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Throwback Thursday: Trigun
It’s that time of the month again, ladies and gentledudes! Of course, my apologies for leaving you guys hanging in September. Believe it or not, my social life isn’t totally dead, and my school life is still trying to kill me. But, enough about me. That’s not what you’re here for. You’re here to see what we pull out of the Wayback Machine for this month’s Throwback Thursday. This month, we’re looking at Trigun! Trigun tells the story of a gunslinger known as Vash the Stampede and his travels across the planet known as Gunsmoke. Kind-of-sort-of joining him along the way are a couple of insurance representatives and a very unorthodox priest.
Vash the Stampede is also known as both the Humanoid Typhoon, and in accordance with the price on his head, the Sixty-Billion Double Dollar Man. It’s this bounty that can sometimes land Vash in hot water, whether it be because someone wants the bounty or is pretending to be him to get what they want from a town that doesn’t actually know what Vash the Stampede looks like. Often though, Vash finds himself in harms way in order to protect the people around him, passing off his uncanny skills as dumb luck to avoid suspicion.
In the beginning, the stories are mostly light-hearted affairs, and Vash almost seems like a side character, as Milly and Meryl (the insurance reps I mentioned) look for Vash. As insurance reps, Merly and her junior partner Milly are tasked with making sure that any claims filed are legit. Considering how much damage Vash tends to cause and/or bring, you can imagine that the insurance company is wary of just giving away money. It doesn’t take long though for the series to shift focus to the man in the red coat, though Merly remains hesitant to even consider that their donut-munching friend is Vash, whom most people consider a terrible outlaw ready to kill at the drop of a hat.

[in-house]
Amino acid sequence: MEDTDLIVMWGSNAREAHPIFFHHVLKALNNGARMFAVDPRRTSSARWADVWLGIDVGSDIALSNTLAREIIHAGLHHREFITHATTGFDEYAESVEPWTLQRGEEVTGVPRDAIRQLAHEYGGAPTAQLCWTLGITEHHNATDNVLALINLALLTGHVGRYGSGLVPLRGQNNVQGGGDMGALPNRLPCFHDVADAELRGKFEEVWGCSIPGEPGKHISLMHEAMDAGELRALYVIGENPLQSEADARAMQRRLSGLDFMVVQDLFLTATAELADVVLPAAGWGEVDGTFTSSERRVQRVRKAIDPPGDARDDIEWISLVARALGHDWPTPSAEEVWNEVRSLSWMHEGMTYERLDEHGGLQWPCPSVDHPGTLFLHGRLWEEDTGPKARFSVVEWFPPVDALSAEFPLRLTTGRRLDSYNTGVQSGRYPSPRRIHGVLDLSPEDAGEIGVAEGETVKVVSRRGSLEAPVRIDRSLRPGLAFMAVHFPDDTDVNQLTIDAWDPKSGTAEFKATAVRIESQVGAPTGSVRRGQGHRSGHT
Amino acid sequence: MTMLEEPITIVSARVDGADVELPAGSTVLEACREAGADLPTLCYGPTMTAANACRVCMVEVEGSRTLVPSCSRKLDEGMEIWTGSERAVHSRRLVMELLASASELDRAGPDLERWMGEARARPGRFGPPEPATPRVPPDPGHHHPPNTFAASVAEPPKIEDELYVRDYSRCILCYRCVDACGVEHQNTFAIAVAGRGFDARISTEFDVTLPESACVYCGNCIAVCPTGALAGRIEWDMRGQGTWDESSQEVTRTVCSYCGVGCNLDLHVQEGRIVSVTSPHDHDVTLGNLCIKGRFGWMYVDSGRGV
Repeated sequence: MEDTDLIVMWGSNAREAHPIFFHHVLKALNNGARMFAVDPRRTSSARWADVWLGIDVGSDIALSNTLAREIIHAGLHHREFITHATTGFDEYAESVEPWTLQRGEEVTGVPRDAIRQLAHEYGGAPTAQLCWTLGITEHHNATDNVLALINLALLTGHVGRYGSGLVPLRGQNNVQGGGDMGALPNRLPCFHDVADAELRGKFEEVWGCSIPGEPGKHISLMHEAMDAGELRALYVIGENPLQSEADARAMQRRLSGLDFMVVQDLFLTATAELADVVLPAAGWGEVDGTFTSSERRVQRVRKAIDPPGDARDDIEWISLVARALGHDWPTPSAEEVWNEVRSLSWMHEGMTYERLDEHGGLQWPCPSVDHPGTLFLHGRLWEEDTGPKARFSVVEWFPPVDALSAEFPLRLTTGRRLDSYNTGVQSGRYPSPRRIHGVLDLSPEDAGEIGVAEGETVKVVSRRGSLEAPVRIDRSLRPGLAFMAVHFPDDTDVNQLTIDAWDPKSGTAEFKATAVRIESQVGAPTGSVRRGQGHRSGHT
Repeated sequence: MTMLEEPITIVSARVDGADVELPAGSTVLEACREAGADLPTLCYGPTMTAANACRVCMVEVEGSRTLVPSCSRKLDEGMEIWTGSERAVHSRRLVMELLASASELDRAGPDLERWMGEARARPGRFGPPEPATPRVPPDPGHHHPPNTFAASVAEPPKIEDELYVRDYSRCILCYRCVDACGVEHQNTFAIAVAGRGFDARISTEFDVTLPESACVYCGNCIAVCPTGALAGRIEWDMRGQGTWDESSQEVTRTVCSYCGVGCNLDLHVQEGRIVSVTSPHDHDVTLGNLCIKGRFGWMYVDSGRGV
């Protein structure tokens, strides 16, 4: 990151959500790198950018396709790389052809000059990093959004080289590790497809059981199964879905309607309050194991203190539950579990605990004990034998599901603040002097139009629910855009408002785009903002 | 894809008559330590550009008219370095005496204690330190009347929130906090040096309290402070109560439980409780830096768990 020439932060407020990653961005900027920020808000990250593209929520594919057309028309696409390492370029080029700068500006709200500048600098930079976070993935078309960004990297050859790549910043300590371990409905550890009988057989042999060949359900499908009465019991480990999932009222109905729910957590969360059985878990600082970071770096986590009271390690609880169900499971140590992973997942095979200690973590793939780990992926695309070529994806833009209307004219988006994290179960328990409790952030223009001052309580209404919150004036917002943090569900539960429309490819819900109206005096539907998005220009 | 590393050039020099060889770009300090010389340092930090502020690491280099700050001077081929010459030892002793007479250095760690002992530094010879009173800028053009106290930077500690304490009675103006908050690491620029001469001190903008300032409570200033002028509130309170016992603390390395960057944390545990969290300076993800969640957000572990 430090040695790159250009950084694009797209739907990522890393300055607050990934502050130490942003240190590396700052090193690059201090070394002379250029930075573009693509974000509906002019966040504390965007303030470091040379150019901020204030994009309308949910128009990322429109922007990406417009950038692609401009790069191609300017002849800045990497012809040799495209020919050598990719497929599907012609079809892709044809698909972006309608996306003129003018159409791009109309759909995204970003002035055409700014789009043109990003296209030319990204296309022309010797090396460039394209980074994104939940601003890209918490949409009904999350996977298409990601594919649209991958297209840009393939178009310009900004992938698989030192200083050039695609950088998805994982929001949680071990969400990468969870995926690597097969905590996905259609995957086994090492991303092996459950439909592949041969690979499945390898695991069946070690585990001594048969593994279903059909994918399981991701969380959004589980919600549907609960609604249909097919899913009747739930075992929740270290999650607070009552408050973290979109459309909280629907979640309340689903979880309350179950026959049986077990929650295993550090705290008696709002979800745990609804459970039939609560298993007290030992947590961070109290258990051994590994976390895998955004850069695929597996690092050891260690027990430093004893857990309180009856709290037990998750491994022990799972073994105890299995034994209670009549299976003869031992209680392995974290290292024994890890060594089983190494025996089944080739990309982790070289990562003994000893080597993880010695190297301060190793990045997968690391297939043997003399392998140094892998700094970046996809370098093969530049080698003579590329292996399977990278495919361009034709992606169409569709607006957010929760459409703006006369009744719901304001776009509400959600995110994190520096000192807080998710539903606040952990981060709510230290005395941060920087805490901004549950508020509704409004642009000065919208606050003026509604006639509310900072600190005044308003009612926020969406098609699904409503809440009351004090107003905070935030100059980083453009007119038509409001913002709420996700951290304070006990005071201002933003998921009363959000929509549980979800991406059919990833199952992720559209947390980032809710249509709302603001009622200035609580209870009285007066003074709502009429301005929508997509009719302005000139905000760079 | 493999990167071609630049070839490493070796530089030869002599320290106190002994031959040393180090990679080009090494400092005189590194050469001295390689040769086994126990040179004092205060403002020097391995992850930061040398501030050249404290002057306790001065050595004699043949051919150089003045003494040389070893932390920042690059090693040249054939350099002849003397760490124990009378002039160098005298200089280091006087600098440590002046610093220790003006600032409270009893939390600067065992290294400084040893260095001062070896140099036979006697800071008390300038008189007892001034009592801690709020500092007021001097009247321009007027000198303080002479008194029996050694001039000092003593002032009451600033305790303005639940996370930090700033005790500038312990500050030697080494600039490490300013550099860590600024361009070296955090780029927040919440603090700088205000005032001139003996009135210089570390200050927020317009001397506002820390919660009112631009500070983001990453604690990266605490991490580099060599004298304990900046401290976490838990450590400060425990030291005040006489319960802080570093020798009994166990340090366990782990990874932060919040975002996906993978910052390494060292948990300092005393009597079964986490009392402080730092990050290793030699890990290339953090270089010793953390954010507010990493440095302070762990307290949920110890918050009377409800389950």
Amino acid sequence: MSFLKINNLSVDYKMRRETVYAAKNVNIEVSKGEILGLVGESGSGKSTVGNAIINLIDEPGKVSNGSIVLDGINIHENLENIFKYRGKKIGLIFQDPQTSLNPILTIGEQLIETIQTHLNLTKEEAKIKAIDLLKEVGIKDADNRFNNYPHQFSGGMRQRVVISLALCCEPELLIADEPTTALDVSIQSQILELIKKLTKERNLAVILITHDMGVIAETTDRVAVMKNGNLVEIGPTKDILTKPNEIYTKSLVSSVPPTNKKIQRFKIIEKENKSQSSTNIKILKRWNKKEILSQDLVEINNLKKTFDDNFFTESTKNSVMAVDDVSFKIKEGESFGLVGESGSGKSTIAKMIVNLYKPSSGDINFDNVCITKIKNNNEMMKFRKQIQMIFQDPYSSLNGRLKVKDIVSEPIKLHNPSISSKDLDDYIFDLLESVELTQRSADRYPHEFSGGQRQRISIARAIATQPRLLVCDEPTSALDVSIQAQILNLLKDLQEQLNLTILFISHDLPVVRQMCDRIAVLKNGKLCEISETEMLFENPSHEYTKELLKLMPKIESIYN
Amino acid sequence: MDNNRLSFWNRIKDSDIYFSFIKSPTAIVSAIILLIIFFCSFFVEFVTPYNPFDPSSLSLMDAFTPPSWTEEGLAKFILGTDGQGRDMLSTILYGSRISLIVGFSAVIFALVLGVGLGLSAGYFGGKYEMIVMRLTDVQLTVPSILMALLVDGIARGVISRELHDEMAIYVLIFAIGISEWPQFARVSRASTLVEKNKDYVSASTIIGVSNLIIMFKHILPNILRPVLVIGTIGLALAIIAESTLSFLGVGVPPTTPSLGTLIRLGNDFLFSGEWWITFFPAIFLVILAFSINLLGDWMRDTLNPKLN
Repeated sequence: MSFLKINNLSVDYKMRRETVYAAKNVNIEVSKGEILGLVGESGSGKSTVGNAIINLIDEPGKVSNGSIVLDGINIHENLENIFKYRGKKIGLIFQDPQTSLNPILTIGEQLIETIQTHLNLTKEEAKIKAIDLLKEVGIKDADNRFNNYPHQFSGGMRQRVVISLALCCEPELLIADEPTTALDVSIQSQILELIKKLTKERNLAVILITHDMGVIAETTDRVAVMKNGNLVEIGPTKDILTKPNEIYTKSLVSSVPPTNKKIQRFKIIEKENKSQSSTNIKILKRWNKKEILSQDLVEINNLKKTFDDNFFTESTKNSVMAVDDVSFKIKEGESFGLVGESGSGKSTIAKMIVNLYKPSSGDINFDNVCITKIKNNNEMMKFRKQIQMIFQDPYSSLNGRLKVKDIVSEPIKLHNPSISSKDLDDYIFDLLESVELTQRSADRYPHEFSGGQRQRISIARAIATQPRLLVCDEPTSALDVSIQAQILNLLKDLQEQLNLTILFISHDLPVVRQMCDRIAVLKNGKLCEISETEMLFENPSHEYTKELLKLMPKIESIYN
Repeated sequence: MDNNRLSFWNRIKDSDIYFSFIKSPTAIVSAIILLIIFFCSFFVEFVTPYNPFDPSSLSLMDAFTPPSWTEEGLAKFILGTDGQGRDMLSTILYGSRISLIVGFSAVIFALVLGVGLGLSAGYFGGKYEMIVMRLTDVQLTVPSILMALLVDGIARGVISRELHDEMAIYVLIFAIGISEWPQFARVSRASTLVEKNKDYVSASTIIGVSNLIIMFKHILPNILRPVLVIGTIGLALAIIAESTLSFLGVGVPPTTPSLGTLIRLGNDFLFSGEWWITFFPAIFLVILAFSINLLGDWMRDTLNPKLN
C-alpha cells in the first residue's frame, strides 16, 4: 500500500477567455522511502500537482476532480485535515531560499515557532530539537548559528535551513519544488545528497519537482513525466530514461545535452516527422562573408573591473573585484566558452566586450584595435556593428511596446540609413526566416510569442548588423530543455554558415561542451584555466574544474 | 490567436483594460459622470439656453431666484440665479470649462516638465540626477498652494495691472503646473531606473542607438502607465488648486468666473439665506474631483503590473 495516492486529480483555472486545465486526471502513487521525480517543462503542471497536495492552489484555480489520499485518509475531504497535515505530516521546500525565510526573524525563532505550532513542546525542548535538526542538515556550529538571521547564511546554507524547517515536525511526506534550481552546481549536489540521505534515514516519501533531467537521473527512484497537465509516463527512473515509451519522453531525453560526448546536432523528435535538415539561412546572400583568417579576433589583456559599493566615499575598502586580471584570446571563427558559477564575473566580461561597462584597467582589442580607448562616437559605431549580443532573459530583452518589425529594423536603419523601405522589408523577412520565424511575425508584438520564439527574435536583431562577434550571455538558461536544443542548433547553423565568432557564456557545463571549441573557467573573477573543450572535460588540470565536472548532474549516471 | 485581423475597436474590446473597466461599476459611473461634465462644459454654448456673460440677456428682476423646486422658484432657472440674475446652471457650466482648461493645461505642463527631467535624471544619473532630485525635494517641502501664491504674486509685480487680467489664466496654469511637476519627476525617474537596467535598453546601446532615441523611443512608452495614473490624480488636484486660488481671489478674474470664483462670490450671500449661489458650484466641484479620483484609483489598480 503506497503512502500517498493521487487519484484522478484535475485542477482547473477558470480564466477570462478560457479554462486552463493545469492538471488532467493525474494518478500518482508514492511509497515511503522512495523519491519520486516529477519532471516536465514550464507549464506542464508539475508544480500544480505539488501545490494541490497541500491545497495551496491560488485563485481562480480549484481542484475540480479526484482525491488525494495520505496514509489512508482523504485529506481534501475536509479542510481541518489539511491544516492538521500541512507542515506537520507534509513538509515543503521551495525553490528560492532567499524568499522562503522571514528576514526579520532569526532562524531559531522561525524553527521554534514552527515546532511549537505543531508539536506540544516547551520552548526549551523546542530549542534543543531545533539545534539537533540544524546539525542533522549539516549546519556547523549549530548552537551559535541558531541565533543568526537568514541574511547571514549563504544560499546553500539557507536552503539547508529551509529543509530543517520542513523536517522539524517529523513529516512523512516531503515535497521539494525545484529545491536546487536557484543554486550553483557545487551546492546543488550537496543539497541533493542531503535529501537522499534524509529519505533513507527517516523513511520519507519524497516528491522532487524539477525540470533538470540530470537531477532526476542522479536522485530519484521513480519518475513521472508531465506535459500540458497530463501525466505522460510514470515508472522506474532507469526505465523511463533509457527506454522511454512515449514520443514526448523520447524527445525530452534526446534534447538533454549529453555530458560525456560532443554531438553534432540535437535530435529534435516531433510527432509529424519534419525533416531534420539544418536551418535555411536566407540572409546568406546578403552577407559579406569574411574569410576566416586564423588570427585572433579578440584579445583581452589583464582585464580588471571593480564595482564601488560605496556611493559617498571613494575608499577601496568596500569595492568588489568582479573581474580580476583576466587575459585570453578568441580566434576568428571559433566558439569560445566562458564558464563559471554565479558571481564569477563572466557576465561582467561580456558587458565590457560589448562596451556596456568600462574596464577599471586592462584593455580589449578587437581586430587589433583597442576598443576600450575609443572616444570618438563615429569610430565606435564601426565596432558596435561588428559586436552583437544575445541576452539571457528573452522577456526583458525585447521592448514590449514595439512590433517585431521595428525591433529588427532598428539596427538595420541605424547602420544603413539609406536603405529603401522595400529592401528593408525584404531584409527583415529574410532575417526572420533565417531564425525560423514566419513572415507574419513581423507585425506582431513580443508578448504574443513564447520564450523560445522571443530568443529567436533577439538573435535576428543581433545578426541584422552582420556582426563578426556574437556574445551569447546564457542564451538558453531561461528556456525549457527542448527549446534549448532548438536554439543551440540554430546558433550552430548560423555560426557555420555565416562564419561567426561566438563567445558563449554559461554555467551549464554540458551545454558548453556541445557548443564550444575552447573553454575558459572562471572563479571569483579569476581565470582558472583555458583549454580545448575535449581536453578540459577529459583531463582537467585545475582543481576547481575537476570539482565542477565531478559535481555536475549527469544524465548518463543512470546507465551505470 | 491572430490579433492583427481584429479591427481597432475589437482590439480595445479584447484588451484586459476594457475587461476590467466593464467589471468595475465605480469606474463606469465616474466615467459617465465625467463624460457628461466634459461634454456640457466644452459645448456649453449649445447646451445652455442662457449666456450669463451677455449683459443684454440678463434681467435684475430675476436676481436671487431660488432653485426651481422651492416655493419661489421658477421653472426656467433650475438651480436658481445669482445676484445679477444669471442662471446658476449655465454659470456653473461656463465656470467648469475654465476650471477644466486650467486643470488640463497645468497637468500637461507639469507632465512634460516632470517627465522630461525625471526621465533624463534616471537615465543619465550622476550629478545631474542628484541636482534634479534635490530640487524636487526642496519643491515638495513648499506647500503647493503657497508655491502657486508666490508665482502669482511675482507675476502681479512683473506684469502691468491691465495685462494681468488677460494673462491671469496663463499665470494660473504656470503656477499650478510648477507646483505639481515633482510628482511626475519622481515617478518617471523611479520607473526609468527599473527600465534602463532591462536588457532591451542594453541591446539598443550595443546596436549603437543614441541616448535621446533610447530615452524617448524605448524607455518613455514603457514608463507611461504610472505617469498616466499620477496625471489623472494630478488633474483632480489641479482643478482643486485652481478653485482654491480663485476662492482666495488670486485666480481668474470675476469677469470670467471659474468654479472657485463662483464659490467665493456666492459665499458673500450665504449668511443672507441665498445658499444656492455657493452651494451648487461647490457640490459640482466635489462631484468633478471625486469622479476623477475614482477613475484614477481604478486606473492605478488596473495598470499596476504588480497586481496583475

While the early parts of the series are fun in their own right, as we progress in the series, we begin to see and learn more and more about Vash’s past, as he faces ever-more dangerous gunmen out for his head at the behest the man named Knives. We learn what their relationship is, where Vash comes from, who helped shape him into the man he is, and the mysterious July Incident that earned Vash his planet-wide reputation.
If you’re a fan of Western-themed series, Dramedies, and/or the kind of anime that leaves you thinking about your world a little bit after it’s over, Trigun is among the top anime I can recommend. Along with the animated movie known as Trigun: Badlands Rumble.
For the folks that haven’t seen Trigun, it fits into a similar mold to the anime Cowboy Bebop somewhat in tone, and in the case of the main character, a little bit of background. However, there are some points where they differ, that, in my opinion, make Trigun a somewhat stronger series. These include a better-developed cast of characters, tighter continuity, and what I thought was a more polished product than Cowboy Bebop. That’s not to say Cowboy Bebop isn’t a fine anime itself, but my tastes, between the two, lean more towards Trigun. Vash himself takes some cues from other protagonists like Goku. He constantly pushes for “love and peace,” but holds back an amazing combative ability.
Depending on how you like your anime, Trigun may be extremely easy to get into, or be considered a slow-starter for some. If you like your anime more serious, you can probably skip some of the early episodes. If you’re a comedy fan, you’re going to enjoy the early stuff, but possibly less likely later episodes. Still, It marks the steady development of Vash’s character in a way that feels organic and is fun to watch.
While I don’t advocate binge-watching, myself, if you do it, this is the perfect anime for such an event. Just don’t be surprised is some moments get you right in the feels. For those of you who have watched it though, let me know what you think about this month’s Throwback Thursday selection, and be sure to check back next month for our next Throwback Thursday!